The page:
* Making fake stereo out of mono samples *

Thought I'd make this lil trick more known aswell, it's fairly simple, and will *only* work with headphones because it fools your ears into believing that whatever you play is played in stereo!

| C-4 P0 X11 | C-4 PF 010 |

(anyone versed in IT? Could you please convert this into IT command format?)

What the above command does is that it utilizes a combination of flange and volume panning commands in order to create a very minimal stereo separation delay, this fools your ears into thinking that the sample is in stereo, when in fact .. it's in mono! Played through loudspeakers, this command will sound like an average flange though.

The same effect can be achieved via the usage of two samples, each with a +1 or -1 difference in fine tone values, and panned extremely to the left and right. (one to the left, other to the right) This has the advantage of freeing up both the volume column AND the effects column, but will reflect in an increased module size since all samples using this technique must be doubled!

Anyhow, that's what I've got for you so far, i've got other tricks.. but I'm writing a little tutorial myself , so consider this a sneak preview :D
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Sample Fixing and Tracking Tricks Tutorial
« Reply #3 on: May 31, 2006, 09:55:16 »

Those are good tricks and I like the idea of you writing a tutorial!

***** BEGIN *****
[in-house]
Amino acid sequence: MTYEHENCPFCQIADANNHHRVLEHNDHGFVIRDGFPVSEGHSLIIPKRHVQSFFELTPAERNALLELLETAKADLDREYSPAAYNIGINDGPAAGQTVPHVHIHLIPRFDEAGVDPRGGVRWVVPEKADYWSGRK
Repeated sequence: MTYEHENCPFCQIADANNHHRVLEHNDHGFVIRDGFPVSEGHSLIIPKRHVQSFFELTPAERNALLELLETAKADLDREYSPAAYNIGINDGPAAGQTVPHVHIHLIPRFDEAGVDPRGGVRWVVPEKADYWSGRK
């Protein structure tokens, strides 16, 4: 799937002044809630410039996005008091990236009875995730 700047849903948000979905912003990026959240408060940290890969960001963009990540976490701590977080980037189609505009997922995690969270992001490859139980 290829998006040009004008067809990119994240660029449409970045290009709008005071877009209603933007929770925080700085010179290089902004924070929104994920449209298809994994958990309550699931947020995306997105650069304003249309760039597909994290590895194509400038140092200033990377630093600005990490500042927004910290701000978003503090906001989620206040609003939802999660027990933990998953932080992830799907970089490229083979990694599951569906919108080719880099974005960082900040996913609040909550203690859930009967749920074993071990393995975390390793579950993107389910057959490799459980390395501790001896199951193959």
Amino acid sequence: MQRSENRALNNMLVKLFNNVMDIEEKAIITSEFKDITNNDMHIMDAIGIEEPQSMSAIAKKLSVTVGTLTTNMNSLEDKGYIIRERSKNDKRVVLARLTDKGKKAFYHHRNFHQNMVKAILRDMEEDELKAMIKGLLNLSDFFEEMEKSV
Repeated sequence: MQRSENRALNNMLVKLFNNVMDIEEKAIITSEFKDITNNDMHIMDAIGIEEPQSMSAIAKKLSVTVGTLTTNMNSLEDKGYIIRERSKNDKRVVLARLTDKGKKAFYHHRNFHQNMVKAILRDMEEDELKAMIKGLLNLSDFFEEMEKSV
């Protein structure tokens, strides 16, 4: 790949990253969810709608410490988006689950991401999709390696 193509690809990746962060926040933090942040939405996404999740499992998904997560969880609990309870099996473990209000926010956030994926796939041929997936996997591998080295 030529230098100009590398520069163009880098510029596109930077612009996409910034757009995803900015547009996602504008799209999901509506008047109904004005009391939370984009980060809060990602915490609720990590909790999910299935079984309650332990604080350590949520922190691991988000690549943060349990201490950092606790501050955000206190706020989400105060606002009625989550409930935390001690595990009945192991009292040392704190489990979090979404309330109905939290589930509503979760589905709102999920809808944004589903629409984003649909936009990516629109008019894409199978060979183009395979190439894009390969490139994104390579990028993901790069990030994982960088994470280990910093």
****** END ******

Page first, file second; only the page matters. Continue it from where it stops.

I am fairly new to manual flanger and have not had the time to experiment with much of the tricks, so your comment really helped out. :)

Hope to see your work, soon!
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Sample Fixing and Tracking Tricks Tutorial
« Reply #4 on: May 31, 2006, 19:38:32 »

Edit: Oh, JM was before me with the stereo. Well, here it is in IT-format.

Made with a slight delay:

Code: [Select]

_________________________
 |Channel 1  |Channel 2  |
_|___________|___________|
0|C-5 p00 ---|C-5 p64 SD1|
1|--- --- ---|--- --- ---|
2|--- --- ---|--- --- ---|
3|--- --- ---|--- --- ---|


Or, made with a slight offset:

Code: [Select]

_________________________
 |Channel 1  |Channel 2  |
_|___________|___________|
0|C-5 p00 ---|C-5 p64 O01|
1|--- --- ---|--- --- ---|
2|--- --- ---|--- --- ---|
3|--- --- ---|--- --- ---|


Basically, note delay shouldn't be used with anything else but instruments that have a slow-attack (fe. pads). Offset can be used with just about anything. If you increase the amount of offset/delay, the more the channels will differ from each other, thus giving you the control of the "stereo width".
Just please, don't make your bassdrum stereo if you don't know exactly what you're doing. :P

---

Edit:
I actually have an endless amount of other tricks I'd be willing to share, but I never feel enthusiated enough to explain the stuff, at least not in english.